But it is a challenge made tougher for those with more than one child. Typically parents who helped out used the equity in their property to boost the deposit over the 80 per cent threshold so the children did not have to pay a low equity fee.

In Australia, the average value of the help provider by parents was A$80k, and Tatterson said here it was around $50k to $80k in New Zealand.

But the situation has fueled concerns that only property owning families will be able to help their offspring locking renters and their children out.

Economist Shamubeel Eaqub said the divide between the property haves and have-not had been happening for a while. He pointed to the last census in 2013 which showed just over half of adults were renting and home ownership levels were falling across all age-groups.

“This divide is going to multiply. Only those people with parents with property are able to access it because they are trading in the same pool.”

Eaqub said 30 to 40 years ago people didn’t need help from their parents because they could save a deposit from their own income. But that is no longer so easy.

Last week, the Real Estate Institute revealed it takes Aucklanders on an average weekly income 16 years of hard slog to save for a house.

Eaqub said homeownership rates had peaked in the early 90s and the children of those who had struggled to get on the property ladder were now coming through.

“The consequence of that is going to be more apparent.” But he said there was no quick fix for this kind of generational shift. “I’m not confident we can turn around homeownership rates anytime soon. It has taken around 30 years of pro homeownership policy to build up rates in New Zealand and he was not convinced the political environment was open to the kind of policies needed to change it significantly.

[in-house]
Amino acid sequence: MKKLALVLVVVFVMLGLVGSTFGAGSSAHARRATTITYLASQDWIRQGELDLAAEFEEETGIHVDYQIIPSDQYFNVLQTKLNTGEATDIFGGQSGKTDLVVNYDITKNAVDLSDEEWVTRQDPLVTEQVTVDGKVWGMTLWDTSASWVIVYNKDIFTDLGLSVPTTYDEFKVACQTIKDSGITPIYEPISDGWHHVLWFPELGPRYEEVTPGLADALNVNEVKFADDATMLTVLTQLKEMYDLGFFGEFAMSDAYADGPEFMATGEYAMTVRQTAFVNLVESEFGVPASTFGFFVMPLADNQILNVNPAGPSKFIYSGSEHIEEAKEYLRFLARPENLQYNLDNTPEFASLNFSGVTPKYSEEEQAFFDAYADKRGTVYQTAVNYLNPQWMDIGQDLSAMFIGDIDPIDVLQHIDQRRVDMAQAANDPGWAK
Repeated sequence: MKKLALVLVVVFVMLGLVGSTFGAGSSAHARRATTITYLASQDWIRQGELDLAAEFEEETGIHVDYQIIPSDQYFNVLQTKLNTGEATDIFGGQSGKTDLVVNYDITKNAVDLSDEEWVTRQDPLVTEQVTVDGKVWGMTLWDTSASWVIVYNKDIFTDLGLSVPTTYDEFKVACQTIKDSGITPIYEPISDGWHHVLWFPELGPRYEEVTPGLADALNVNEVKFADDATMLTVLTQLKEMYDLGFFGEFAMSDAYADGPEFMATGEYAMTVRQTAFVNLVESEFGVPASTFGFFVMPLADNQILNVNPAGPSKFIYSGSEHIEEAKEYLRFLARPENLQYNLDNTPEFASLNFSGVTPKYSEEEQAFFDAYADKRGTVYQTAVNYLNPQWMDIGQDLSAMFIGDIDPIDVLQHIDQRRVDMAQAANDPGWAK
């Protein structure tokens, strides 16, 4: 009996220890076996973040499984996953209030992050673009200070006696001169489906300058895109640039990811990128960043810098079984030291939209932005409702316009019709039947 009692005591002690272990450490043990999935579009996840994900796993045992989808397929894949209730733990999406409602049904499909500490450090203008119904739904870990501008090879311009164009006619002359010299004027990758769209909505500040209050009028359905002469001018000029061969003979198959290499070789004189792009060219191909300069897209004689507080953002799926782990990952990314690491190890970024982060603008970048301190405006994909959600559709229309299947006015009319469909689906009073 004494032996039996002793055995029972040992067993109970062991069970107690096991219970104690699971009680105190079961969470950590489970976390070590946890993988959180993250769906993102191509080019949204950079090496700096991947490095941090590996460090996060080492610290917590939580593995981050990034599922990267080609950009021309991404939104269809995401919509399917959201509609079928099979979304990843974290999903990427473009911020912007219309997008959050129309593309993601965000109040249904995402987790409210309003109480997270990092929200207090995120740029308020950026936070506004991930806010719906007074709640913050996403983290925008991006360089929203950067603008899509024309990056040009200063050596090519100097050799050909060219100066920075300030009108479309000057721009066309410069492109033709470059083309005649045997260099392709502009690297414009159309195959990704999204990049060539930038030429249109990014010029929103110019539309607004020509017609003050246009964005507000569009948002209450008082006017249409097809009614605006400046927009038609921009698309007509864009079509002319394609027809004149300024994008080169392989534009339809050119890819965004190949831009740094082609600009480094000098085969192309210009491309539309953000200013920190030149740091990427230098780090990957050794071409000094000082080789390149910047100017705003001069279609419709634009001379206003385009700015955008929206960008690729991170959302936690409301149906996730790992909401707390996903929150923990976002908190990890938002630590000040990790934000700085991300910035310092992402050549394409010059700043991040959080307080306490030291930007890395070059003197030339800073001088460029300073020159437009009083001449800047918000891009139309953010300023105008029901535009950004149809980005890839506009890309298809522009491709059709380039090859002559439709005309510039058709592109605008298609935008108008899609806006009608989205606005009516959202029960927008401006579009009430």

Diane Maxwell, Retirement Commissioner, said it was seeing more and more older New Zealanders trying to help their adult children into a home. “It can be a good thing but it does depend on the finances of parents and how much strain it puts on their own situation. “We’ve seen situations where people have sold their family home and moved out of the city to free up money for kids. That may lead to greater isolation as they move away from their community and friends. Maxwell said there was also a risk that parents would loan or give money to their children that they would need later in life.

“We have worked on a case where a retiree lost his entire life savings sending money to an inheritance scam his key motivation was that with the inheritance windfall he would be able to buy houses for his children. It is not a good thing if the financial situation and home ownership status of the parents had a greater impact on the child than their own prospects in life.

Bank of Mum and Dad can take a Hit

Diana Clement

Helping your children buy their first home can come back to bite.

Lending money for a deposit or guaranteeing their loan can break families apart and lead to parental bankruptcy unless everyone goes in with their eyes open.

The risks of gifts

Gifting the deposit is one of the ways parents help. Lending the money, however, may be safer. Parents often don’t think of the consequences of their action. What happens, for example:

If your child splits from his or her partner? Half of your gift might go to the now less than favourable former partner.

If your child develops an expectation you’ll shell out money whenever they want it?

If the other children become bitter and twisted that their sibling got more than they did?

With your Will? Do you take this money into account when divvying up your wealth?

Some parents borrow themselves in order to fund a deposit for the children. Banks are wary of this and may not lend if they see the child didn’t save the deposit money themselves.

If the child subsequently loses the home, the parents are still stuck paying the loan they took out.

More than a piece of paper

If you don’t have cash to lend to the children, but still want to help, another option is to go guarantor. That means you guarantee that if the child can’t repay the loan, you will.